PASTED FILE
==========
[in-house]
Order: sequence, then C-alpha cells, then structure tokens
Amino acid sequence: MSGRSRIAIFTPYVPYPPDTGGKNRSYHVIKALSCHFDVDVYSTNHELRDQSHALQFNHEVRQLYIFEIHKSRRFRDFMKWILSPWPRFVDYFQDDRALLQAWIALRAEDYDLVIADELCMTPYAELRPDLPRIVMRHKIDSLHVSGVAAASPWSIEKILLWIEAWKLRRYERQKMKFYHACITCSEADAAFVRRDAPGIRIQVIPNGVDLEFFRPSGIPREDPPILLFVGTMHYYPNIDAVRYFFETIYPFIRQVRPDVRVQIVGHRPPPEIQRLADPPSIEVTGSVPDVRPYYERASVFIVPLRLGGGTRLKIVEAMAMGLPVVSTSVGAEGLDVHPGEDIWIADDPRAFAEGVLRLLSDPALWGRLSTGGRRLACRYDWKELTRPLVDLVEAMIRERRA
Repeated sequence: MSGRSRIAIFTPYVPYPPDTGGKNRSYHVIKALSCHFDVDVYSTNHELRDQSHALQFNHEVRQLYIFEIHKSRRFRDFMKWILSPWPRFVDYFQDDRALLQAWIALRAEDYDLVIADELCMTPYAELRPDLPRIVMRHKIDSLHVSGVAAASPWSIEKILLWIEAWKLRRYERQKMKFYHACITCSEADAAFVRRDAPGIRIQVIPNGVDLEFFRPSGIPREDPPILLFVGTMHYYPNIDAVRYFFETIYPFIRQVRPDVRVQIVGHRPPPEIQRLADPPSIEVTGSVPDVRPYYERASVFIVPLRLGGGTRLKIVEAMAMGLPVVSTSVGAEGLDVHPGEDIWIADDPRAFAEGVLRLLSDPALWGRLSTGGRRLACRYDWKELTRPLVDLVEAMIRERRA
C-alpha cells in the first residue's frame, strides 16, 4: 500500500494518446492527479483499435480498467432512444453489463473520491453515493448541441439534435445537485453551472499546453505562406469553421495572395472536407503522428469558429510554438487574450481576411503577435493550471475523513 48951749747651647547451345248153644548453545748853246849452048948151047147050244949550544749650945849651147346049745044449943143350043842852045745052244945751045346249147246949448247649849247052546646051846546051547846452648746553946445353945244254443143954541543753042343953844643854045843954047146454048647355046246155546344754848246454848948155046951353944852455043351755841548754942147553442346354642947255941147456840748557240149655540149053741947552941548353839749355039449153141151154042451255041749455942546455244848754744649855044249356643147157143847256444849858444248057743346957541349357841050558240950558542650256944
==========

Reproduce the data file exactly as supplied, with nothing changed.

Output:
[in-house]
Order: sequence, then C-alpha cells, then structure tokens
Amino acid sequence: MSGRSRIAIFTPYVPYPPDTGGKNRSYHVIKALSCHFDVDVYSTNHELRDQSHALQFNHEVRQLYIFEIHKSRRFRDFMKWILSPWPRFVDYFQDDRALLQAWIALRAEDYDLVIADELCMTPYAELRPDLPRIVMRHKIDSLHVSGVAAASPWSIEKILLWIEAWKLRRYERQKMKFYHACITCSEADAAFVRRDAPGIRIQVIPNGVDLEFFRPSGIPREDPPILLFVGTMHYYPNIDAVRYFFETIYPFIRQVRPDVRVQIVGHRPPPEIQRLADPPSIEVTGSVPDVRPYYERASVFIVPLRLGGGTRLKIVEAMAMGLPVVSTSVGAEGLDVHPGEDIWIADDPRAFAEGVLRLLSDPALWGRLSTGGRRLACRYDWKELTRPLVDLVEAMIRERRA
Repeated sequence: MSGRSRIAIFTPYVPYPPDTGGKNRSYHVIKALSCHFDVDVYSTNHELRDQSHALQFNHEVRQLYIFEIHKSRRFRDFMKWILSPWPRFVDYFQDDRALLQAWIALRAEDYDLVIADELCMTPYAELRPDLPRIVMRHKIDSLHVSGVAAASPWSIEKILLWIEAWKLRRYERQKMKFYHACITCSEADAAFVRRDAPGIRIQVIPNGVDLEFFRPSGIPREDPPILLFVGTMHYYPNIDAVRYFFETIYPFIRQVRPDVRVQIVGHRPPPEIQRLADPPSIEVTGSVPDVRPYYERASVFIVPLRLGGGTRLKIVEAMAMGLPVVSTSVGAEGLDVHPGEDIWIADDPRAFAEGVLRLLSDPALWGRLSTGGRRLACRYDWKELTRPLVDLVEAMIRERRA
C-alpha cells in the first residue's frame, strides 16, 4: 500500500494518446492527479483499435480498467432512444453489463473520491453515493448541441439534435445537485453551472499546453505562406469553421495572395472536407503522428469558429510554438487574450481576411503577435493550471475523513 48951749747651647547451345248153644548453545748853246849452048948151047147050244949550544749650945849651147346049745044449943143350043842852045745052244945751045346249147246949448247649849247052546646051846546051547846452648746553946445353945244254443143954541543753042343953844643854045843954047146454048647355046246155546344754848246454848948155046951353944852455043351755841548754942147553442346354642947255941147456840748557240149655540149053741947552941548353839749355039449153141151154042451255041749455942546455244848754744649855044249356643147157143847256444849858444248057743346957541349357841050558240950558542650256944